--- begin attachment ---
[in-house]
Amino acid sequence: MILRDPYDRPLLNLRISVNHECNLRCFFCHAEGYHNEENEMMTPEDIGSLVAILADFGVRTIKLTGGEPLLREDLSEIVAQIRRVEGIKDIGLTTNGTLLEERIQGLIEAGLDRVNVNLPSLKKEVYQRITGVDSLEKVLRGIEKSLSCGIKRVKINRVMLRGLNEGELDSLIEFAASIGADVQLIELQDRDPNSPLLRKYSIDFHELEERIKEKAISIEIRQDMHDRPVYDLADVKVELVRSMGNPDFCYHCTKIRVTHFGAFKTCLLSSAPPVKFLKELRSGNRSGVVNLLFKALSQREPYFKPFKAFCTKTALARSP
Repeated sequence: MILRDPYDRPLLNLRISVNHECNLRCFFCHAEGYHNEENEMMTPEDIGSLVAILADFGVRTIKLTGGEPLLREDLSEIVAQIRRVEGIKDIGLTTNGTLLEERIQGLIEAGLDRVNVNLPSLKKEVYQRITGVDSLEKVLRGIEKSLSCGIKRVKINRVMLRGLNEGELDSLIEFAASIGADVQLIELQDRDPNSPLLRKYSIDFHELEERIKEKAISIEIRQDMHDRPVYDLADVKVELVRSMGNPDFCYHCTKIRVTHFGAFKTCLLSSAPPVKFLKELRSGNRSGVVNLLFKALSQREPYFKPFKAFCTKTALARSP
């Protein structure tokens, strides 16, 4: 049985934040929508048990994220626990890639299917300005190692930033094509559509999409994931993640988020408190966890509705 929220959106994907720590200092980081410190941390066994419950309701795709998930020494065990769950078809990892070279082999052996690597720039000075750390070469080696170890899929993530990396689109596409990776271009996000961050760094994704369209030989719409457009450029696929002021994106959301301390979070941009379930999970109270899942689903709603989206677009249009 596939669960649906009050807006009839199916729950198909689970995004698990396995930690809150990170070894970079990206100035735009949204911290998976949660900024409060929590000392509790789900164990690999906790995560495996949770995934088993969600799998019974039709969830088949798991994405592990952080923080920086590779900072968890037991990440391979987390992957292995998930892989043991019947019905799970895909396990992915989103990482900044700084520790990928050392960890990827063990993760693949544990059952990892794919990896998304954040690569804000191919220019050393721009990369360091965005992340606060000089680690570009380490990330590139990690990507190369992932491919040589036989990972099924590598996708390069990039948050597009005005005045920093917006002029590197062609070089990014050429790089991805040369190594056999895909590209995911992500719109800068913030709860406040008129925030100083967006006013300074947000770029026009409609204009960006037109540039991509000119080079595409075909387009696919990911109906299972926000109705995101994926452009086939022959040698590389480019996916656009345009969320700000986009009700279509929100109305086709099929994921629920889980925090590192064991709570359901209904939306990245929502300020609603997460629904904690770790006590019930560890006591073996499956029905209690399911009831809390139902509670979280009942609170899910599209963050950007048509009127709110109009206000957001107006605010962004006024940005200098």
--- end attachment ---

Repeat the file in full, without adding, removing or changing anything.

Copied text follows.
[in-house]
Amino acid sequence: MILRDPYDRPLLNLRISVNHECNLRCFFCHAEGYHNEENEMMTPEDIGSLVAILADFGVRTIKLTGGEPLLREDLSEIVAQIRRVEGIKDIGLTTNGTLLEERIQGLIEAGLDRVNVNLPSLKKEVYQRITGVDSLEKVLRGIEKSLSCGIKRVKINRVMLRGLNEGELDSLIEFAASIGADVQLIELQDRDPNSPLLRKYSIDFHELEERIKEKAISIEIRQDMHDRPVYDLADVKVELVRSMGNPDFCYHCTKIRVTHFGAFKTCLLSSAPPVKFLKELRSGNRSGVVNLLFKALSQREPYFKPFKAFCTKTALARSP
Repeated sequence: MILRDPYDRPLLNLRISVNHECNLRCFFCHAEGYHNEENEMMTPEDIGSLVAILADFGVRTIKLTGGEPLLREDLSEIVAQIRRVEGIKDIGLTTNGTLLEERIQGLIEAGLDRVNVNLPSLKKEVYQRITGVDSLEKVLRGIEKSLSCGIKRVKINRVMLRGLNEGELDSLIEFAASIGADVQLIELQDRDPNSPLLRKYSIDFHELEERIKEKAISIEIRQDMHDRPVYDLADVKVELVRSMGNPDFCYHCTKIRVTHFGAFKTCLLSSAPPVKFLKELRSGNRSGVVNLLFKALSQREPYFKPFKAFCTKTALARSP
């Protein structure tokens, strides 16, 4: 049985934040929508048990994220626990890639299917300005190692930033094509559509999409994931993640988020408190966890509705 929220959106994907720590200092980081410190941390066994419950309701795709998930020494065990769950078809990892070279082999052996690597720039000075750390070469080696170890899929993530990396689109596409990776271009996000961050760094994704369209030989719409457009450029696929002021994106959301301390979070941009379930999970109270899942689903709603989206677009249009 596939669960649906009050807006009839199916729950198909689970995004698990396995930690809150990170070894970079990206100035735009949204911290998976949660900024409060929590000392509790789900164990690999906790995560495996949770995934088993969600799998019974039709969830088949798991994405592990952080923080920086590779900072968890037991990440391979987390992957292995998930892989043991019947019905799970895909396990992915989103990482900044700084520790990928050392960890990827063990993760693949544990059952990892794919990896998304954040690569804000191919220019050393721009990369360091965005992340606060000089680690570009380490990330590139990690990507190369992932491919040589036989990972099924590598996708390069990039948050597009005005005045920093917006002029590197062609070089990014050429790089991805040369190594056999895909590209995911992500719109800068913030709860406040008129925030100083967006006013300074947000770029026009409609204009960006037109540039991509000119080079595409075909387009696919990911109906299972926000109705995101994926452009086939022959040698590389480019996916656009345009969320700000986009009700279509929100109305086709099929994921629920889980925090590192064991709570359901209904939306990245929502300020609603997460629904904690770790006590019930560890006591073996499956029905209690399911009831809390139902509670979280009942609170899910599209963050950007048509009127709110109009206000957001107006605010962004006024940005200098």